Staying in the U.S., an alliance between Ford, Honda and BMW has inaugurated Chargescape. This vehicle-to-grid company wants to connect energy providers with the car brand's customers while these charge at home, the office or publicly. It's revolutionary because its innovative platform gives utility companies access to the batteries in E.V.s, but fleet managers will also be able to choose the most profitable charging time and capitalise on the vehicle-to-grid connection. As a common platform, it undercuts the need to navigate negotiations with numerous energy providers.
Mercedes will start in the fall of 2023 by constructing its first branded supercharging stations across both sides of the ocean, with a targeted global network of 10,000 charging points by 2030. The hubs, built and managed by local partners, concentrate on key cities and major arteries. Open to all vehicles, Mercedes drivers get preferential access.
Hyundai is the only car brand switching to manufacture its own high-speed charging equipment through its technology arm Mobis for its South Korean station network E-Pit - a road less travelled. The delayed rollout suffers from the expensive upfront cost, as Hyundai targets a supreme customer experience.
Transforming that service into a club experience is Porsches and Audi's take. The first opened its first fast-charging lounge (300 kW) accessible to registered I.D.s only. Clients and SME executives benefit from a preferential rate of 33 cents per kWh and a visit upgraded with luxury amenities. Audi's modular lounges are open to all brands but, interestingly, function independently from the grid by the assistance of second-life E.V. batteries. The positive feedback from these pilot projects makes ramp-ups feasible.
The importance of collaborations to facilitate permitting, propriety purchases and cost is demonstrated by Renault, albeit inversely. By the absence of a partner, its Mobilize brand will open 200 fast-chargers, supplying 400 kW, located at selected car dealerships situated within five minutes from motorways.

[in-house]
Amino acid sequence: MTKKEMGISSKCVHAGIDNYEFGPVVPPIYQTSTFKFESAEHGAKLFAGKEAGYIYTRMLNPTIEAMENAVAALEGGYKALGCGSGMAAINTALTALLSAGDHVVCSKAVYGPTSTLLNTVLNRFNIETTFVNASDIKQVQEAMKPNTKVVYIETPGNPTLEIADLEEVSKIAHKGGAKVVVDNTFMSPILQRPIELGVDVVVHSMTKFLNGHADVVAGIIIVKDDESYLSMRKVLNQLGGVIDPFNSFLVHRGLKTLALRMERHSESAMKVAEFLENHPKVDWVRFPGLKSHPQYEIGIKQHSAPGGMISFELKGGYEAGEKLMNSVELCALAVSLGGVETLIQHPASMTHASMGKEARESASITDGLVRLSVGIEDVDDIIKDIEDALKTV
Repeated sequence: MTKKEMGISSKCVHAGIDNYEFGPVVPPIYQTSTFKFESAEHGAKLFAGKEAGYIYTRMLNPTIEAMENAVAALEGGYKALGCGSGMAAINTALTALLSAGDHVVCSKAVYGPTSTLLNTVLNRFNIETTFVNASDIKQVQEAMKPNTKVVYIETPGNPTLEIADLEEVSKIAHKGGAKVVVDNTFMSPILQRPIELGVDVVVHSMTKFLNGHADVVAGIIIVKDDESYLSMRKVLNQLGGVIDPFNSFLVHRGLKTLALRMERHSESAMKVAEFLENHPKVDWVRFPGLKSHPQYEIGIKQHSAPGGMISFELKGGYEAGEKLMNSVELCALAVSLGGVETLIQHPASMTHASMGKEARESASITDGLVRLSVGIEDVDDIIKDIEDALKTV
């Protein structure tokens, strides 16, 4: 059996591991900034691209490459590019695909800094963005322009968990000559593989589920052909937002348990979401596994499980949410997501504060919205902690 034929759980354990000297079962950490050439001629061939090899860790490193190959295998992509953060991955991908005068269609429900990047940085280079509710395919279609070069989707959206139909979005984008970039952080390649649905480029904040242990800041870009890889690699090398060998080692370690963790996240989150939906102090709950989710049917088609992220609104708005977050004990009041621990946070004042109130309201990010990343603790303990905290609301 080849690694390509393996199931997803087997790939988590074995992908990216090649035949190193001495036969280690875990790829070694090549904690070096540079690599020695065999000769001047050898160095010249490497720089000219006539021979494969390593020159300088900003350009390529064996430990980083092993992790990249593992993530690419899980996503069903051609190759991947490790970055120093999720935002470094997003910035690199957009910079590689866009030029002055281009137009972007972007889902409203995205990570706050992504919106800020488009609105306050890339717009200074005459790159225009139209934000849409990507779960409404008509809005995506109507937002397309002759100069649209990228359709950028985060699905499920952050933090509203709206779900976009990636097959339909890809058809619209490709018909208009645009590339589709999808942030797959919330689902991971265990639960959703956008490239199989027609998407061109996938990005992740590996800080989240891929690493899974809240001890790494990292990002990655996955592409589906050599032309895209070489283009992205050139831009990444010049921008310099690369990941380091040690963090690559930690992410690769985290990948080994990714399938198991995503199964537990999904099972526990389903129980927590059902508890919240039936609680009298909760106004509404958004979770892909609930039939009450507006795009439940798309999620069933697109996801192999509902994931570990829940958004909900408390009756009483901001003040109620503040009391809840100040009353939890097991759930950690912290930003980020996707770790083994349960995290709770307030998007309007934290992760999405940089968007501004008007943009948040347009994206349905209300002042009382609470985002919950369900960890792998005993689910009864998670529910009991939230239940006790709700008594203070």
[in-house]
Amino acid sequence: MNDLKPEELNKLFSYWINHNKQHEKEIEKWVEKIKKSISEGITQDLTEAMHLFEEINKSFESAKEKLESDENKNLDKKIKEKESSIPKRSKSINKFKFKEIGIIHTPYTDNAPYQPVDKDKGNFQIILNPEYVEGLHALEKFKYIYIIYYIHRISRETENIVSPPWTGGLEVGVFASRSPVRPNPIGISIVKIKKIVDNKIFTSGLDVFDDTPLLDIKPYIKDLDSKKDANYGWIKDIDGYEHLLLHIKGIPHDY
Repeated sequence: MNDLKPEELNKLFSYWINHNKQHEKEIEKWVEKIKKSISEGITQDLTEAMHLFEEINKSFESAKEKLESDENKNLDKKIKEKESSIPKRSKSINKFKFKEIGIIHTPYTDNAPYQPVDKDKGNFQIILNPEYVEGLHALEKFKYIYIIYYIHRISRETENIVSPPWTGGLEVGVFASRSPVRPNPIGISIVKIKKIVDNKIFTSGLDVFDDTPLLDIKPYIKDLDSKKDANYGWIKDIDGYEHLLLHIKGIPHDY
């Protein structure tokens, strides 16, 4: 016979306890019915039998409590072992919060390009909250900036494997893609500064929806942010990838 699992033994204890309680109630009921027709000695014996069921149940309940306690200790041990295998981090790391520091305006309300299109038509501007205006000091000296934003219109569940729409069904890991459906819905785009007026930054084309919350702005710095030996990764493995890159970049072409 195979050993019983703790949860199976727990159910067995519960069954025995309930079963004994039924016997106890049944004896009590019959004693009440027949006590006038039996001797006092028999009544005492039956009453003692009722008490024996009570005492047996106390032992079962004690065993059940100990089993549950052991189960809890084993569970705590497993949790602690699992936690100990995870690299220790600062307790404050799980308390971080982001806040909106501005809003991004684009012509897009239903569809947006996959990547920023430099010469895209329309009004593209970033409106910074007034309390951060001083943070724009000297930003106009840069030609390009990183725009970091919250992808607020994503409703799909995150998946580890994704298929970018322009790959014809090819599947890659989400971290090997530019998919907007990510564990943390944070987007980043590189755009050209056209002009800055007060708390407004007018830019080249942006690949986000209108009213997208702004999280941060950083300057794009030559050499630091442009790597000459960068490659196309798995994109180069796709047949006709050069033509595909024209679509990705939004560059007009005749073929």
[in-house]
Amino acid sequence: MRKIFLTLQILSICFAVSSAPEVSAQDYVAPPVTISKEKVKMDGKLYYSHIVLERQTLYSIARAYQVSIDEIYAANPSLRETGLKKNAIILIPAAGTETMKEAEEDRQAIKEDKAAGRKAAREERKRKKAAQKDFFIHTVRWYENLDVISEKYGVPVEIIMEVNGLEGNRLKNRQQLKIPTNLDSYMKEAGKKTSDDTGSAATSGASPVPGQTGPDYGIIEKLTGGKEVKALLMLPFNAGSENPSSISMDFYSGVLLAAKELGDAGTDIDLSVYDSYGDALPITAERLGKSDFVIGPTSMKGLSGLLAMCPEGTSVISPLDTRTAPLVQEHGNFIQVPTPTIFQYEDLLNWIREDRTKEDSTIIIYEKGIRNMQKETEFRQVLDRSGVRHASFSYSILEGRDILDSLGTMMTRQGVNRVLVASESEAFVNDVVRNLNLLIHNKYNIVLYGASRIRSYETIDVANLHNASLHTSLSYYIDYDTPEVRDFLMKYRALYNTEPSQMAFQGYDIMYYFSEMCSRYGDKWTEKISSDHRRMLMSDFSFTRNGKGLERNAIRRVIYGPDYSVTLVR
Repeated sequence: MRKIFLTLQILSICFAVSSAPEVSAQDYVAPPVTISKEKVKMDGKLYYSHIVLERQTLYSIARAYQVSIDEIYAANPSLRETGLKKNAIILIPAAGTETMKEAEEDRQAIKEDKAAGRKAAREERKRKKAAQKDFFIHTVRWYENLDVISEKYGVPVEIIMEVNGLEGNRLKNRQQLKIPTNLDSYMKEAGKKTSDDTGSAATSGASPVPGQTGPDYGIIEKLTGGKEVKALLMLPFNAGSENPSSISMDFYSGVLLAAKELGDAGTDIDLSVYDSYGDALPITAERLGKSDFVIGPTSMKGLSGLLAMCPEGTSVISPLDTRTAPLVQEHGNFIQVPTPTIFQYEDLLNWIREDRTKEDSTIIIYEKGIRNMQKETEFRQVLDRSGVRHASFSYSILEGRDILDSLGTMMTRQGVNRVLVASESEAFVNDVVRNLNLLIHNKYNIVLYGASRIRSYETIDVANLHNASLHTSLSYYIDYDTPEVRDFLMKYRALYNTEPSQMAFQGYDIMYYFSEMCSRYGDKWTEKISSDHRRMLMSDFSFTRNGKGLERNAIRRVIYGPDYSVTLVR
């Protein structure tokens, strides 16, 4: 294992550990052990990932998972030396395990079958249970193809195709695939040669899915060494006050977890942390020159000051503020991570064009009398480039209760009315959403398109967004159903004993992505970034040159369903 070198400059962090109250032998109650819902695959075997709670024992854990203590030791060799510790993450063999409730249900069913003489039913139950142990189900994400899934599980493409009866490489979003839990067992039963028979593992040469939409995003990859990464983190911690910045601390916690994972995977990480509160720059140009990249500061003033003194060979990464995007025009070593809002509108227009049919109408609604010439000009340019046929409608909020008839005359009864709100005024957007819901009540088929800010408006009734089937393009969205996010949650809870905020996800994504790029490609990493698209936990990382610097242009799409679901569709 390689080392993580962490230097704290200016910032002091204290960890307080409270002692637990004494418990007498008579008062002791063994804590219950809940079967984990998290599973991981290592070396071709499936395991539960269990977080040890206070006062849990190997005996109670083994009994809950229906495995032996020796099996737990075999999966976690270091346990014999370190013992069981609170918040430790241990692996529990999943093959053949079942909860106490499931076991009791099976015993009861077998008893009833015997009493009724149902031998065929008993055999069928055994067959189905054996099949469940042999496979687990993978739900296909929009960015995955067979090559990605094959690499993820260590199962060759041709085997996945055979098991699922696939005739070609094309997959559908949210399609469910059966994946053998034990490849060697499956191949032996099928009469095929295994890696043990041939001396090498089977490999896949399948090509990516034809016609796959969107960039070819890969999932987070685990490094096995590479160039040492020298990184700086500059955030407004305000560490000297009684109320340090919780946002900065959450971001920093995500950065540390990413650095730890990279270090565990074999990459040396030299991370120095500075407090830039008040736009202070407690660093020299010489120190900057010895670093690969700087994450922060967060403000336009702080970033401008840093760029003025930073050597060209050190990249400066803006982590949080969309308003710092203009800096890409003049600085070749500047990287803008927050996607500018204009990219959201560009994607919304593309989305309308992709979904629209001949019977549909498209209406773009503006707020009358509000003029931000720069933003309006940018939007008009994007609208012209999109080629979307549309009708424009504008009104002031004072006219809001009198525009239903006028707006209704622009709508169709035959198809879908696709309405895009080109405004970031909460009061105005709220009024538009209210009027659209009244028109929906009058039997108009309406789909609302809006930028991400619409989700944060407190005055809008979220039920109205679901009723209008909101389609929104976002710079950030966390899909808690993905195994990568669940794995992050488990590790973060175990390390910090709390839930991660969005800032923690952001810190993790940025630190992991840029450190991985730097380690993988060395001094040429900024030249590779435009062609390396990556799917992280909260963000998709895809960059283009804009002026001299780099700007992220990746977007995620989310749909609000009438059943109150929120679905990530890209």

Subcontractors, in some cases, grow into full-fledged partnerships. Stellantis is deploying public charging at 15,000 locations, such as parking places, together with TheF Charge in Europe. In the U.S., Volvo struck an agreement with Starbucks and ChargePoint to install public chargers every 100 miles at coffee stop locations. When investment to provide convenient amenities is insufficient or as a cost-cutting measure, this partnership can bring added value.
Benefits for fleets
Aware of fleet managers' obligations to meet decarbonization goals, automakers, in most cases - upon verification - guarantee electricity from renewables by binding contracts or by carbon offsets and credits. A further convenience is that fleet customers, by using the brand app, not only enjoy preferential rates, which can be up to three times lower but also benefit from central billing by automatic car VIN identification, abolishing the risk of unwanted charging—furthermore, pre-booking and controlled charge-load management help to reduce downtime to a minimum.
However, as automakers are venturing into the new revenue stream opportunity from charging services, customer satisfaction is only part of the puzzle. While their cross-brand efforts will give them more leverage to meet the proposed challenges, their collaboration with utility companies and energy providers will be the strongest shackle. As network ambition should only expand within utility capacity, these need to keep pace with each other.
Image Source: Mercedes